Social media campaigning - Making Links conference 2010

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In November 2010 I gave a presentation at the Making Links conference on utilising social media for NGO campaigns.

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  • Greenpeace campaign against the use of palm oil in products
    Palm oil production threatens orangutan habitats
    Nestle continued to use palm oil in their KitKat chocolate bars
  • Greenpeace release a shock video depicting a person having a break by crunching into a bloody orangutan finger wrapped up in a KitKat wrapper
    Nestle responded immediately, convincing YouTube to take the fake ad down on copyright infringement grounds
  • Greenpeace mobilised supporters with one specific ask – go to Nestle’s Facebook page and add a message asking them to drop the use of palm oil.
    Thousands of messages were posted, in a forum that Nestle could not easily moderate or control.
    Nestle recognise the groundswell against them and the PR damage caused, and commit to phasing our palm oil use.
  • BP were in the middle of controversy over their handling of the Gulf Oil Spill
    Campaign to have an incredibly annoying vuvuzela concert at BP HQ – right in middle of world cup so vuv was central
    Set up by an individual - Adam Quirk
    Completely crowdsourced
  • Using Kickstarter, raised over $2000 in just a few days
    Combined art & performance with social justice action
    Was fun, silly, reactive and not brand affiliated
  • An attempt to digitize and collect the wishes of the general public towards a world without poverty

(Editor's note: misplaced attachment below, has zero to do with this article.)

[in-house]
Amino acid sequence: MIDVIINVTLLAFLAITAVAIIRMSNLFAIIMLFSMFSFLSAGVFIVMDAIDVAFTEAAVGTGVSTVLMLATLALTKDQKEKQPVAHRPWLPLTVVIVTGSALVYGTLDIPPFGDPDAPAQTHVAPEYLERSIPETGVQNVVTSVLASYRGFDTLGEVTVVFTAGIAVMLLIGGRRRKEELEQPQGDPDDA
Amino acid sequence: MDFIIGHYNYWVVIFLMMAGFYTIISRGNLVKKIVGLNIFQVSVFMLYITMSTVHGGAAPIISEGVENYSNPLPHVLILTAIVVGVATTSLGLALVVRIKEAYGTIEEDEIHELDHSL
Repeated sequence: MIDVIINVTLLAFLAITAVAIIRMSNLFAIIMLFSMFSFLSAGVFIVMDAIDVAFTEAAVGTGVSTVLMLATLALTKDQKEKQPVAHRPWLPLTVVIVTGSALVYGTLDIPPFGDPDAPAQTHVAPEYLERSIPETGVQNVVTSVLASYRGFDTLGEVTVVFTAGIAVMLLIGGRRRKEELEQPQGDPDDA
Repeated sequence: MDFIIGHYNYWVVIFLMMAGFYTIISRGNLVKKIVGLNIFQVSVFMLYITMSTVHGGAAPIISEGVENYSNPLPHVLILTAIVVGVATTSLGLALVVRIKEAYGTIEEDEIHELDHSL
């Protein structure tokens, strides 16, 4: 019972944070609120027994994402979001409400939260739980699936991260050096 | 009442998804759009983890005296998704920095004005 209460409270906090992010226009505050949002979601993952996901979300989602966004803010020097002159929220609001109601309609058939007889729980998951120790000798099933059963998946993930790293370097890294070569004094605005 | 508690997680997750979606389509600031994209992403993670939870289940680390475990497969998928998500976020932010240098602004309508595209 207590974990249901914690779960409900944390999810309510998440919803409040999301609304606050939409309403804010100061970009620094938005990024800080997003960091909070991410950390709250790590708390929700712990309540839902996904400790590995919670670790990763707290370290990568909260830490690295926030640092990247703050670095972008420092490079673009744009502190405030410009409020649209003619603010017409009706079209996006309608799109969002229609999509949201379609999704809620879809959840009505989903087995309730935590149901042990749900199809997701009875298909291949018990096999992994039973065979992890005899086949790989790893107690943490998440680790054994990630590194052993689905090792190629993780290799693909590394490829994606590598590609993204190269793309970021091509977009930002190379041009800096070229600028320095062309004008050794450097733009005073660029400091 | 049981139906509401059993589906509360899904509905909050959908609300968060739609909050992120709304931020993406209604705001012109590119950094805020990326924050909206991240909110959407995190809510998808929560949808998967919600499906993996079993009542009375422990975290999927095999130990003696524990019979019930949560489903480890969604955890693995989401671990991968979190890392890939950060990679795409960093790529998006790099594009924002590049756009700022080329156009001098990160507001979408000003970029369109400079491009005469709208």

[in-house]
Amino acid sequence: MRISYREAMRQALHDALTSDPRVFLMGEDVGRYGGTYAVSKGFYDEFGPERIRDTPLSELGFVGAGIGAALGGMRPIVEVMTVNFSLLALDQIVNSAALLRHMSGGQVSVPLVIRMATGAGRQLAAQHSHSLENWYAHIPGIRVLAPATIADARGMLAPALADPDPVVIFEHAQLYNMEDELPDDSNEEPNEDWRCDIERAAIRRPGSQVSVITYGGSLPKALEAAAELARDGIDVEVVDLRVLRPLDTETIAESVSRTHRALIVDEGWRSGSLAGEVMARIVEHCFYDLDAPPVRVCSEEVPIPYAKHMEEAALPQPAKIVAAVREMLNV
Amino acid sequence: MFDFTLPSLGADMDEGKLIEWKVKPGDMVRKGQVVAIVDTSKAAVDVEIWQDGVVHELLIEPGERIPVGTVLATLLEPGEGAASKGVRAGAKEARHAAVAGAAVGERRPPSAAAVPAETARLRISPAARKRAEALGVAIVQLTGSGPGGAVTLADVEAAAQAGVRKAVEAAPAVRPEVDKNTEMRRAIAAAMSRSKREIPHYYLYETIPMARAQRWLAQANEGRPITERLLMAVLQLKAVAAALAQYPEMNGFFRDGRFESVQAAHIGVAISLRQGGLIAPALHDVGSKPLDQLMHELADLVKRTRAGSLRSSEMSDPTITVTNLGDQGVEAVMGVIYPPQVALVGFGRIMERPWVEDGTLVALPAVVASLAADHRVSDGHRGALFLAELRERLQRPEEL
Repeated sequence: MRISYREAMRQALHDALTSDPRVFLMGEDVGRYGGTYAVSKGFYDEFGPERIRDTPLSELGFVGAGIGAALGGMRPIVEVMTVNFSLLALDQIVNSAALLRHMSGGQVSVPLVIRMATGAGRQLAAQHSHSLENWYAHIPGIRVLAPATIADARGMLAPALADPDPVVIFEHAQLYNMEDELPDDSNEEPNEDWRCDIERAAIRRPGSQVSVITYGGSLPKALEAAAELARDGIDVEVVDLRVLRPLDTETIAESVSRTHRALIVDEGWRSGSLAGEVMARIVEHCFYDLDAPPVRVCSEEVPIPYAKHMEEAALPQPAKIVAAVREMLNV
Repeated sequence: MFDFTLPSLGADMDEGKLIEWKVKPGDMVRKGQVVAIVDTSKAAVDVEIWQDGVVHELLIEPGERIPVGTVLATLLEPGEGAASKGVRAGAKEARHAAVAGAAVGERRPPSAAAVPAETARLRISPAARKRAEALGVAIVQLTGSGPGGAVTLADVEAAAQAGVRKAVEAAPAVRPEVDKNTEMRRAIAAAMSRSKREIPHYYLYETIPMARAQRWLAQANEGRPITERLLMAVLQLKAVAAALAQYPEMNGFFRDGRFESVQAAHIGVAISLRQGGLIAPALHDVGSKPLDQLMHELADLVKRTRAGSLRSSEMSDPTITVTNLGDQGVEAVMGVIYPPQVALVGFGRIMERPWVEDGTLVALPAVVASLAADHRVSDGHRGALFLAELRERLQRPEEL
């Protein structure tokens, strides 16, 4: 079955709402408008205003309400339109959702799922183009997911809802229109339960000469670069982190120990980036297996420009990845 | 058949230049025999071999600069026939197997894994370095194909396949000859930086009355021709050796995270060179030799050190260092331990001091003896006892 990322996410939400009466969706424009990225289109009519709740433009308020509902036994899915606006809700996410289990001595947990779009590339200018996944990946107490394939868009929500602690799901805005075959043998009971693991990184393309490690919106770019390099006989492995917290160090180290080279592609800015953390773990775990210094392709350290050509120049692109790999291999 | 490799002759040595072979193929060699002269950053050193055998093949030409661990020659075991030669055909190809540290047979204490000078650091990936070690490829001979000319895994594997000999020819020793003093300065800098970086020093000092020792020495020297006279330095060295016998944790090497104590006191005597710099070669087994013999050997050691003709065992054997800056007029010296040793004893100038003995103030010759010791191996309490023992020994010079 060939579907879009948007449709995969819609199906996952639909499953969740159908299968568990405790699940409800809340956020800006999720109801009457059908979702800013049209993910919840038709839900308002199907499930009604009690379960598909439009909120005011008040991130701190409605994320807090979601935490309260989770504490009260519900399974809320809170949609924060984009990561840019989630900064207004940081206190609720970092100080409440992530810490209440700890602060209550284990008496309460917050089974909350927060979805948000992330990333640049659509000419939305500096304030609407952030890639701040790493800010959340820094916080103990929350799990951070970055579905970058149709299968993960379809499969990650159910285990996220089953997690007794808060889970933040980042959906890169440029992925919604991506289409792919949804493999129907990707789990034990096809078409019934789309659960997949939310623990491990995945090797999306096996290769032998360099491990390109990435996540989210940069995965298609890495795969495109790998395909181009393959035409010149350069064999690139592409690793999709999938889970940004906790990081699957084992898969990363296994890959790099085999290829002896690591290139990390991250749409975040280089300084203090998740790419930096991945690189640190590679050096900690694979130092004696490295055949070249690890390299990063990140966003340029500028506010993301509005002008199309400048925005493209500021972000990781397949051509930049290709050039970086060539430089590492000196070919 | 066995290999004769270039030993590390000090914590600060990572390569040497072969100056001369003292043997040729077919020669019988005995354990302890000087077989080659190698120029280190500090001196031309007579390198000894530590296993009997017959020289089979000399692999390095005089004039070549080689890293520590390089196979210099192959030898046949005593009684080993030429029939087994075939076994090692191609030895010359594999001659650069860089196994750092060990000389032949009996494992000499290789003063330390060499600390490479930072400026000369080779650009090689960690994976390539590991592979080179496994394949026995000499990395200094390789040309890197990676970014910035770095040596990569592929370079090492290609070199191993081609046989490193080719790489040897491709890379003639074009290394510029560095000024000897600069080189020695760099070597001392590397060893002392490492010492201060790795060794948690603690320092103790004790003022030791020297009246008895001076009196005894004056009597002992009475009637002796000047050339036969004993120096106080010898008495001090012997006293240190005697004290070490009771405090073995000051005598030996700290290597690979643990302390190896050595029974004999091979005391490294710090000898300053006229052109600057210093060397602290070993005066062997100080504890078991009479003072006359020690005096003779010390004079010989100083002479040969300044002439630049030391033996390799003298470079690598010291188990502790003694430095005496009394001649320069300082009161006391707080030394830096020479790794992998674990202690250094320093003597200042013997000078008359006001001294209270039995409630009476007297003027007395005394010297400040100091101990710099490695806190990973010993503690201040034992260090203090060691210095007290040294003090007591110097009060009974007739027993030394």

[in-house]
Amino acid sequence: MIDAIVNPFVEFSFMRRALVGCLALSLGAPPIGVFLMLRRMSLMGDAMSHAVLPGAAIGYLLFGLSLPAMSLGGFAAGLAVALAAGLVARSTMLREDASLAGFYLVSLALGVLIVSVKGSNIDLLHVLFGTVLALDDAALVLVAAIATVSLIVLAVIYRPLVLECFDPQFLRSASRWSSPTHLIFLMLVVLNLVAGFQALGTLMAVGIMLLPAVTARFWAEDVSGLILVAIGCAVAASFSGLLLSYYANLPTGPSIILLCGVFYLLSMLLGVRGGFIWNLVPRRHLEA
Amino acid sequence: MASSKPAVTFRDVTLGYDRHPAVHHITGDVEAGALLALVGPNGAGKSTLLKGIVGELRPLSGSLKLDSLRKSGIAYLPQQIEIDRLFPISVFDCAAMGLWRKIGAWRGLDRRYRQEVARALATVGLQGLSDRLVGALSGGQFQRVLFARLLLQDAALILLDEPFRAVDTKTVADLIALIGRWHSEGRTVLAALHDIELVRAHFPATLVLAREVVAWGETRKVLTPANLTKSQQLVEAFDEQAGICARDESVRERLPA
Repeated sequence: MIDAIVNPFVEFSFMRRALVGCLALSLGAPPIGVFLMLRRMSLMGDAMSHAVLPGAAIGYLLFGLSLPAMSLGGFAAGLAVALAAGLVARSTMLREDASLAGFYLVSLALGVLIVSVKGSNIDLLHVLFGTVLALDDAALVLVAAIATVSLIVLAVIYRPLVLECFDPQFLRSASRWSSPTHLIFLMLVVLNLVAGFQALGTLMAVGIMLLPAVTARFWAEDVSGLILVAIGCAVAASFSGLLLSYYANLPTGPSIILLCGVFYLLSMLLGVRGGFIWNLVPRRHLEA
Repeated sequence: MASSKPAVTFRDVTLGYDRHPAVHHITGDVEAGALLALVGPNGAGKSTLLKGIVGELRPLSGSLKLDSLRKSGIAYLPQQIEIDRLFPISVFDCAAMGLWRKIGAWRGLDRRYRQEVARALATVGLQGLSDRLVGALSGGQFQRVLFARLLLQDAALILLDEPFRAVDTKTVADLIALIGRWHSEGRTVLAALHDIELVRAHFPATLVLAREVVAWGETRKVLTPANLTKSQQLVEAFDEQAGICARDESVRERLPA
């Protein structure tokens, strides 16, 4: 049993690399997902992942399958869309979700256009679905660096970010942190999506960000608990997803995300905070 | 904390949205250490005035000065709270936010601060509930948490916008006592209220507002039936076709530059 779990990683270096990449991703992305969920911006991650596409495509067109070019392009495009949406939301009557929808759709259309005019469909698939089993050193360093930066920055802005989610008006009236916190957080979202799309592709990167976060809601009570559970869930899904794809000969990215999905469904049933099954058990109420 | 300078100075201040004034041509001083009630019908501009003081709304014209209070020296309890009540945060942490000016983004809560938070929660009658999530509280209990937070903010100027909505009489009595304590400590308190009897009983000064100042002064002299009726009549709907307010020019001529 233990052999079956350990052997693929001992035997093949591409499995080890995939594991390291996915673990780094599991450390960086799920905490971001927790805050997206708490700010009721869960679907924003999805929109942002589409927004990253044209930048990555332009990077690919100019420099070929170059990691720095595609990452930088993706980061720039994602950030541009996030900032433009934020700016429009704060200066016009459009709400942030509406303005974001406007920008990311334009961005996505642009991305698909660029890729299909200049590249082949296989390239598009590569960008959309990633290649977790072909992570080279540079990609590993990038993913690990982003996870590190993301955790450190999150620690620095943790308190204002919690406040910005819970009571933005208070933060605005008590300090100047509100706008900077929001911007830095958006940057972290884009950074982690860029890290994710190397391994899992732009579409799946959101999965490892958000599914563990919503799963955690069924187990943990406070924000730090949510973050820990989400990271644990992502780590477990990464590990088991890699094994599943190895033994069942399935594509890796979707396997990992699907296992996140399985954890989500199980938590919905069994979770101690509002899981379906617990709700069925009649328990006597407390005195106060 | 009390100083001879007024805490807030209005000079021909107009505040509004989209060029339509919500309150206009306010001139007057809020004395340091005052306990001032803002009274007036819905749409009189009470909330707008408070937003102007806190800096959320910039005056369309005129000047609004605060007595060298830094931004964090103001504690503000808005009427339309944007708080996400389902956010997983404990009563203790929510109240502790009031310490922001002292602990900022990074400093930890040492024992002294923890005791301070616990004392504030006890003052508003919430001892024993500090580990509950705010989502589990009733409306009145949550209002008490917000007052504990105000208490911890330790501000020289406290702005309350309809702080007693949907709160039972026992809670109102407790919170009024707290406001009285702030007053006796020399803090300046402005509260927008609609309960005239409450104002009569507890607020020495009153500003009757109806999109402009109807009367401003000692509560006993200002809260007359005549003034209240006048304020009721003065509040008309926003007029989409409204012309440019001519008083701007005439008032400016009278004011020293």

• Visitors can enter their wish for a world without poverty
    This ‘wish’ is then added to the collective virtual tree, which grows with each submission
    Given the option to share via their Facebook or Twitter account
    Also given option to type in their postcode and send a message to their local MP
    Over 1000 wishes with NO advertising – purely word of mouth and viral seeding on social media
    Physical tree to complement the digital – link online with offline
  • Picture disseminated so supporters could change it to their Facebook profile pic
  • Greenpeace decided that BPs logo did not properly represent its recent actions in the Gulf, so they ran a competition to redesign the BP logo
  • Crowdsourced – send the call out to supporters
    Utilise existing systems – eg flickr
    Also broadcasts itself, by using a social network like flickr
  • As a result, they went from this
  • To this.
    Furthering the campaign, this logo was sent back out to the supporters, asking them to disseminate
    A photo exhibition of the best entries was held around the world, as well as on the pavement outside BP HQ
    using visuals is a powerful way to communicate a message - involving the public makes it even more powerful
  • Australia currently spends 0.29% of GNI on foreign aid.
    This is well short of the 0.7% that would be Australia’s ‘fair share’
    We wanted to make aid spending an issue during the 2010 Federal election campaign
  • We put a simple Twitter action on the MPH site
    Hundreds of people took this action (hard to quantify exact numbers)
    Aid spending became an issue for the major parties – the Coalition committed to a specific Foreign Aid Ministry, and both the Coalition and the ALP raised their commitment to 0.5%
  • Quick and easy – one click activism
    Very visible – politicians cannot ignore, as they know others can see the action
    Personal – from individual account to politicians’ account
    Viral – friends of friends of friends will see message
    Circular – broadcast provides link back to initial action page
    Conversational – asking politicians a question is very different to demanding specific action
  • Campaigns don’t have to be complicated or well-funded.
    They just have to have impact where it counts
    Sarah Palin’s Facebook page – very controlled and not a likely place for an activism campaign